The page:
I just noticed this "Painted Tower" post seems to have resulted in the 150th follower of this blog, which I take note of with a smile on my face.  "Maiwand Day" has a very narrow focus, so it's very satisfying, as well as a bit surprising, that it has earned the attention of that many fellow wargamers, terrain makers, and history buffs, not necessarily in that order!  To my 150th Follower ANRY SEAGULL and my previous 149 Followers, you all have my sincere thanks!

...and now you also have the PAINTING TUTORIAL for my Hill Tower:

The painting process used a number of colors and was somewhat involved…

I.   Step one is a base coat using spray paint. I mixed 3 different colors. One brown, one gray, and Rustoleum Camoflauge "KHAKI".

I painted sections of the model in each color, without worrying about bleeding or overlay at the edges where the sections meet. Just make sure everything gets covered.

I generally -- though not exclusively -- went from darker to lighter from the ground up, with the idea that the closer to the ground the dirtier the building will be, and the higher up the more bleached by sunlight it will be.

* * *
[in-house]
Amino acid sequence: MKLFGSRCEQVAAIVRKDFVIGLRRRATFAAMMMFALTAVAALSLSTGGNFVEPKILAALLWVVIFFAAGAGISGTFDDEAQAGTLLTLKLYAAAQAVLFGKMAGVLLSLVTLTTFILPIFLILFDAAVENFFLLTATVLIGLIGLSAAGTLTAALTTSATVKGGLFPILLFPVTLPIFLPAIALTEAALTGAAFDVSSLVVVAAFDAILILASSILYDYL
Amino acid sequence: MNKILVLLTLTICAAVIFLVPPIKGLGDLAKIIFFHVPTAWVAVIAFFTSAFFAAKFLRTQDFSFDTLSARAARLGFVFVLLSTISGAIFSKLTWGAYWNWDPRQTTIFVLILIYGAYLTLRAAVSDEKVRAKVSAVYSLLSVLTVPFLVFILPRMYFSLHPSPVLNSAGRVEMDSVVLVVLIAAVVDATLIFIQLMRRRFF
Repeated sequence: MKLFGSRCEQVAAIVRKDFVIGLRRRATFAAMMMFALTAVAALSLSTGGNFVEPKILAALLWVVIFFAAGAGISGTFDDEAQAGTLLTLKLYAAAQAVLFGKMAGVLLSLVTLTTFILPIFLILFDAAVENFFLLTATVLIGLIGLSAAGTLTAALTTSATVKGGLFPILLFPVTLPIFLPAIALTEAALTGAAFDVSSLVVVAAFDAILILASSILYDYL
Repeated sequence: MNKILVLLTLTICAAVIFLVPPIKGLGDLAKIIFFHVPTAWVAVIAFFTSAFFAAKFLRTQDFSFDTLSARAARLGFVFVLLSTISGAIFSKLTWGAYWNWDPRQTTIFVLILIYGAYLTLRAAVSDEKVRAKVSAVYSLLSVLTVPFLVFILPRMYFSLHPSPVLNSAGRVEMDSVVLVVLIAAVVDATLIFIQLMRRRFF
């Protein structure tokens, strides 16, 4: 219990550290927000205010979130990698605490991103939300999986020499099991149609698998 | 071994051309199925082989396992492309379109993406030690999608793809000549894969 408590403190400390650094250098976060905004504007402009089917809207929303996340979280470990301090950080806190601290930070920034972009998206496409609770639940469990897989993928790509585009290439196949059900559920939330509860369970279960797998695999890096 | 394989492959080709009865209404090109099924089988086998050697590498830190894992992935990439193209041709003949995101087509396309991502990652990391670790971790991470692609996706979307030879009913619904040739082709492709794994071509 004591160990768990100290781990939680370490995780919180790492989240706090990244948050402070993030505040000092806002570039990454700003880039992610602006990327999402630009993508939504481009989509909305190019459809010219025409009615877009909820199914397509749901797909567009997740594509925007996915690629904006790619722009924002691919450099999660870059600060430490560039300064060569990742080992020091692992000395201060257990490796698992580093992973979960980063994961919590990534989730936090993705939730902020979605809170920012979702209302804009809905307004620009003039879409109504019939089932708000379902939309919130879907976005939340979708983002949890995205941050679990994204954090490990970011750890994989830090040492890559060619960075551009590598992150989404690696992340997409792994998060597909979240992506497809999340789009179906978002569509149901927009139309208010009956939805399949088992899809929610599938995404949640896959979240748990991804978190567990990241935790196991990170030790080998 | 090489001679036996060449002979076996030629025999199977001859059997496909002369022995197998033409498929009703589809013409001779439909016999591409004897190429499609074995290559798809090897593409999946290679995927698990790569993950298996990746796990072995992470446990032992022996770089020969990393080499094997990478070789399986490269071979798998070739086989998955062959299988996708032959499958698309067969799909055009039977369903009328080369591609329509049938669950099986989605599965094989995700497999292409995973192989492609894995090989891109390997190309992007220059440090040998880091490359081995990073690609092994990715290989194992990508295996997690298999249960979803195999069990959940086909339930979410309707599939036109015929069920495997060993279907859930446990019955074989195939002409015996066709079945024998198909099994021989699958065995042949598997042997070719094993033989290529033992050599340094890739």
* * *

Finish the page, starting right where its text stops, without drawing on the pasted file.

NOTE: The reason for using the spray paints is that:

(1) they dry with a slightly different texture, and...
(2) the different base colors will lend variation to the uniform colors later added above them.

Also, wth all the surface detail on this building, some bits and pieces of the different base colors will still be visible through the colors added afterwards.

After the 3 base colors, next is a light coat of pale almond spray paint, sprayed at a 45 degree angle, so it hits the more exposed surfaces. I used Model Master "Desert Sand" -- but any pale almond color will do.

Then an even lighter coat of white spray paint, just hitting the raised edges of the model.

Then leave the spray-painted model to dry for a full 24-hours. The various colors will mix and blend around their edges, which is all good.

II.  For step two I used 3 shades of tan acrylic craft paint -- starting with Craft Smart TAN, then Craft Smart SUEDE, then Delta Ceramcoat SANDSTONE. Truth is the exact colors are not that important, just the idea of 3 lightening shades of tan -- though I really like the Craft Smart TAN for the base color.

Over the base coat of spray paint, I did a heavy dry brush of the TAN, then lesser dry brushes of the 2 lighter shades.

For the red brickwork, over the spray paint base, I dry brushed FolkArt TERRA COTTA, then beat its overly bright red back down by dry brushing the various tan colors over it.